JUNGLE FEVER (1991, starring Wesley Snipes, Annabella Sciorra, John Turturro, Spike Lee, Halle Berry, Ruby Dee, Ossie Davis and Samuel L. Jackson): An honest look at interracial dating, Jungle Fever explores the impact it takes on family, friends, and those involved, for the good and the bad. Especially within the black community, there are strong emotions about it either way and this film takes a candid look at the psychology and dynamic of both. Oh, and it has a real catchy theme song by Stevie Wonder too.
LOVE JONES (1997, starring Larenz Tate, Nia Long and Isaiah Washington): A tale of two star-crossed lovers whose love played out perfectly in tune with an unforgettable soundtrack still remains one of the most memorable black love films. It's not cliched. It's not obscene. It's not even predictable. One of the best things about Love Jones is the way the story unfolds. Rhythmically in tune to the underground poetry atmosphere it bathes in, the story align es itself with the unpredictable next verse in a freestyle poetry, while offering the inevitable complications and "what ifs." It made us all want to run to a slam joint and find our love Jones.
SHAFT (1971, Richard Roundtree, Moses Gunn and Charles Cioffi). A black detective takes on the streets of Harlem and the Italian mob with swagger, class, and a fierce determination for justice, in the 70s. You really can't beat that. It was one of the best cop films, which was followed by a slew of other related films. Just a few years after In the Heat of the Night showed a black male cop take on the injustice of the streets and tackle race relations, Shaft's smooth portrayal was less vulnerable, but equally as intimidating. And you can't beat that rhythmic tune by the late great Isaac Hayes, which later went to win a Best Song Oscar. Notable fact: In 2000 (the same year the remake was released starring Samuel L. Jackson), Shaft was selected for preservation in the United States National Film Registry by the Library of Congress for being "culturally, historically, or aesthetically significant."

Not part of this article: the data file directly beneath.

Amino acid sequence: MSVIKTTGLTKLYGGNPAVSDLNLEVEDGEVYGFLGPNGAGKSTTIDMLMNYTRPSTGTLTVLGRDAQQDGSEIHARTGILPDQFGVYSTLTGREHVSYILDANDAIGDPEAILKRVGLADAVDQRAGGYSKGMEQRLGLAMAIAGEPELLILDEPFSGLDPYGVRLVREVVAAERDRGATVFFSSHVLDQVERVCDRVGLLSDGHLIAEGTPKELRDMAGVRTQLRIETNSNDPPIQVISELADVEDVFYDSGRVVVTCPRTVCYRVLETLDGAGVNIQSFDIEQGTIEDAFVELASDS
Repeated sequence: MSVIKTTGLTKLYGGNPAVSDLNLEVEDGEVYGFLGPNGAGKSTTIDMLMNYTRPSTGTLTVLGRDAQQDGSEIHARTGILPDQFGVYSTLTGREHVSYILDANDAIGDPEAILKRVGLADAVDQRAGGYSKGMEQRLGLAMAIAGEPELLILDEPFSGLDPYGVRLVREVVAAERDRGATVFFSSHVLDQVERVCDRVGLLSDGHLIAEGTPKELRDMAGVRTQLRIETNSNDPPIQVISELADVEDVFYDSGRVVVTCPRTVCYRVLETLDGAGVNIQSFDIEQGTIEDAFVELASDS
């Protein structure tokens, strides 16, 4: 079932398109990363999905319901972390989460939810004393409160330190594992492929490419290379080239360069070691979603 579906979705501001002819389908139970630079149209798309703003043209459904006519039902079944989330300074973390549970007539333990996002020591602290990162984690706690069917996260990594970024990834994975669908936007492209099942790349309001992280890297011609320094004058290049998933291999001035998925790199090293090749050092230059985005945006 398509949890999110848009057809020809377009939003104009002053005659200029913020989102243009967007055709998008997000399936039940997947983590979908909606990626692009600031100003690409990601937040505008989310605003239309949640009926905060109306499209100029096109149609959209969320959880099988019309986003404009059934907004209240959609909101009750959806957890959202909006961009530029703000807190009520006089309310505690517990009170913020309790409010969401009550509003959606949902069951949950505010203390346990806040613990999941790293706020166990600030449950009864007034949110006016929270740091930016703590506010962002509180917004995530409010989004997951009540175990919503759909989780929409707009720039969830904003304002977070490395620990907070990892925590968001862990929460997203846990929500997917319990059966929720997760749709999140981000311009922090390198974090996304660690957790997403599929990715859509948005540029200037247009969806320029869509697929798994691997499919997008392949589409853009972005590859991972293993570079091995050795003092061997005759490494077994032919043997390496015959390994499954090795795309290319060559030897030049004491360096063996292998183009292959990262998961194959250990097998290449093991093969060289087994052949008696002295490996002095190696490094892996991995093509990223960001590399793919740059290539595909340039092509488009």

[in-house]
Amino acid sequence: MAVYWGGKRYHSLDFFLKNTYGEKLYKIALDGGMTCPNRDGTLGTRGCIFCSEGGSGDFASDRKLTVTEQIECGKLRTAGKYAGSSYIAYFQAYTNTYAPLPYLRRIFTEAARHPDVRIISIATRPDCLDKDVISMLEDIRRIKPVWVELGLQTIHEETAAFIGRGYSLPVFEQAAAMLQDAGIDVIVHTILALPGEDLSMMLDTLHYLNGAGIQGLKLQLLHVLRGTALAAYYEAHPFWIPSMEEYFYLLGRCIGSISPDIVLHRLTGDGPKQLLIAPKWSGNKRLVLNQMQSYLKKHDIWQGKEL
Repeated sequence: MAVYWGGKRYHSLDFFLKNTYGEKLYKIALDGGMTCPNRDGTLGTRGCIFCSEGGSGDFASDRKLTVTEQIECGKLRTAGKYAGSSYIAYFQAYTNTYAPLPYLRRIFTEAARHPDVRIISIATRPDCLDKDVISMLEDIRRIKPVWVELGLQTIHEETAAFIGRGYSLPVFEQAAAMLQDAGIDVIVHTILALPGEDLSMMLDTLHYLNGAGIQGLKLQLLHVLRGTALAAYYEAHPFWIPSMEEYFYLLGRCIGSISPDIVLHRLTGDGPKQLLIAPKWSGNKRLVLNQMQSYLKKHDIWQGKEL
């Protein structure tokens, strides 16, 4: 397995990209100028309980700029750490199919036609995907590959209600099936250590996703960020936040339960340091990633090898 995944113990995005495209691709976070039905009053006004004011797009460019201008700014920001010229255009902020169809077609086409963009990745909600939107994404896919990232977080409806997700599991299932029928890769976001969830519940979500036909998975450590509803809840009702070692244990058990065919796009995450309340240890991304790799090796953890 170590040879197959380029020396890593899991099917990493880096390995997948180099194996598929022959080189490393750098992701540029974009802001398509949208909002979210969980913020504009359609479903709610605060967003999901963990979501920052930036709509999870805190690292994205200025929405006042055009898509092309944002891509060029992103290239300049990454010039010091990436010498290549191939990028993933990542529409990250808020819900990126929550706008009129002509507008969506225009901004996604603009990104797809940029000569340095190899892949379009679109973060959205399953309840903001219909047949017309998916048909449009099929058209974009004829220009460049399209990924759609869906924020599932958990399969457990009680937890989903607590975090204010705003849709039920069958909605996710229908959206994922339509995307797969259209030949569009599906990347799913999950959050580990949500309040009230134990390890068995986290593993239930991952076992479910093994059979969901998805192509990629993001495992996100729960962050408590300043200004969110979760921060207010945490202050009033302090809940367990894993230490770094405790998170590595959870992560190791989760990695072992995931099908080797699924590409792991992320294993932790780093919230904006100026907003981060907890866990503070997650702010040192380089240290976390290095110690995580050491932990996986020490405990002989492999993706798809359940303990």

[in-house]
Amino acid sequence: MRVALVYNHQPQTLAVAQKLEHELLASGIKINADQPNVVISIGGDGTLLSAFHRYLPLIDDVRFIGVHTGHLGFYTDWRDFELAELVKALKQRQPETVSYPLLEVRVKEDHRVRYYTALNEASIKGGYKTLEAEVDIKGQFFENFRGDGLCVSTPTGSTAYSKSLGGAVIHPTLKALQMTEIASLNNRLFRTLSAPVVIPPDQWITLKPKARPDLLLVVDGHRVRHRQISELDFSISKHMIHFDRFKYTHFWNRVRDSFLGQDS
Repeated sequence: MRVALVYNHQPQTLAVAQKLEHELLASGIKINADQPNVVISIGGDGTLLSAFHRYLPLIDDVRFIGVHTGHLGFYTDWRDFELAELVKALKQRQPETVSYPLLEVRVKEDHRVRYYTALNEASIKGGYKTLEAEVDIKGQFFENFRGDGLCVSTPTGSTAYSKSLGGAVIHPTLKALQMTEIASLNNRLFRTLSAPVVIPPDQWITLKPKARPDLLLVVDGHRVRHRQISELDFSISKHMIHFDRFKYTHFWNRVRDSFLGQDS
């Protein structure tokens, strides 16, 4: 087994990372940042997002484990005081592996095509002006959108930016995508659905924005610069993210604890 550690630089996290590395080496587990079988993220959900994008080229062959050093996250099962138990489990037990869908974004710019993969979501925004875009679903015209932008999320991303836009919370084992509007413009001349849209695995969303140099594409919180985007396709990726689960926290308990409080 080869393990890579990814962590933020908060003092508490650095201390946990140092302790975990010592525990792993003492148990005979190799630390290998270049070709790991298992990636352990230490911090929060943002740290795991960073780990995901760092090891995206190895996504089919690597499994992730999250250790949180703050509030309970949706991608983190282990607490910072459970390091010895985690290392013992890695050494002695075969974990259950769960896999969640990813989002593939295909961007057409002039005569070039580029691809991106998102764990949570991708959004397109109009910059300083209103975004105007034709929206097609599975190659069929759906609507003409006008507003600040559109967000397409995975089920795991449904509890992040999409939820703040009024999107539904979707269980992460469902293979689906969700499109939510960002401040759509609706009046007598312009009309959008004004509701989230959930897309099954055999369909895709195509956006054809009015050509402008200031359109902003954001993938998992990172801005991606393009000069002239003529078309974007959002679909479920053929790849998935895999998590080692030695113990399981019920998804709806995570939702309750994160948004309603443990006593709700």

COFFY (1973, starring Pam Grier, Booker Bradshaw and Robert DoQui): Real-life femme fatale Pam Grier played the original female badass who was a nurse by day and a street-fighting vigilante by night. She kept men weak at the knees and a slave to all her advances. After her sister gets caught out on a drug trip, Coffy makes it her mission to seeks justice by killing drug dealers, pimps, mobsters, and anyone else who crosses her path.
STORMY WEATHER (1943, starring Lena Horne, Bill "Bojangles" Robinson and Cab Calloway): During a time when black actors and performers were rarely if ever seen in lead roles, Stormy Weather brought the charisma, effervescence and undeniable talent that is still a staple for the movie-musical today. A real who's who in Black entertainment at the time, the film is loosely based on the life of dancer Bojangles (who plays the character on whom he's based), worldwide entertainer Lena Horne, with cameos by Cab Calloway and Fats Waller, the Nicholas Brothers, singer Ada Brown, and Katherine Dunham. Notable fact: Although the running time is a mere 77 minutes, there are a total of 20 fabulous musical numbers throughout.
Hey, why stop at twelve? Here are a few other equally notable films in the vault:
Lean On Me (1989, starring Morgan Freeman, Beverly Todd and Robert Guillaume)
In the Heat of the Night (1967, starring Sidney Poitier, Rod Steiger and Warren Oates)
Do the Right Thing (1989, starring Danny Aiello, Joie Lee, John Turturro, Ossie Davis, Giancarlo Esposito, Spike Lee, Rosie Perez, and Ruby Dee)
Eve's Bayou (1997, starring Samuel L. Jackson, Jurnee Smollett and Meagan Good)
What's Love Got to Do With It (1993, starring Angela Bassett, Laurence Fishburne and Rae'Ven Larrymore Kelly)
Ray (2004, starring Jamie Foxx, Regina King, Kerry Washington, Clifton Powell, and Sharon Warren)
Ali (2001, starring Will Smith, Jamie Foxx, Jeffrey Wright, Jada Pinkett Smith, Nona Gaye, and Jon Voight)
Cornbread, Earl, and Me (1975, starring Laurence Fishburne, Moses Gunn, Rosalind Cash and Bernie Casey)
Lady Sings the Blues (1972, starring Diana Ross, Billy Dee Williams and Richard Pryor)
Coming to America (1988, starring Eddie Murphy, Arsenio Hall, Vanessa Bell Calloway, John Amos and James Earl Jones)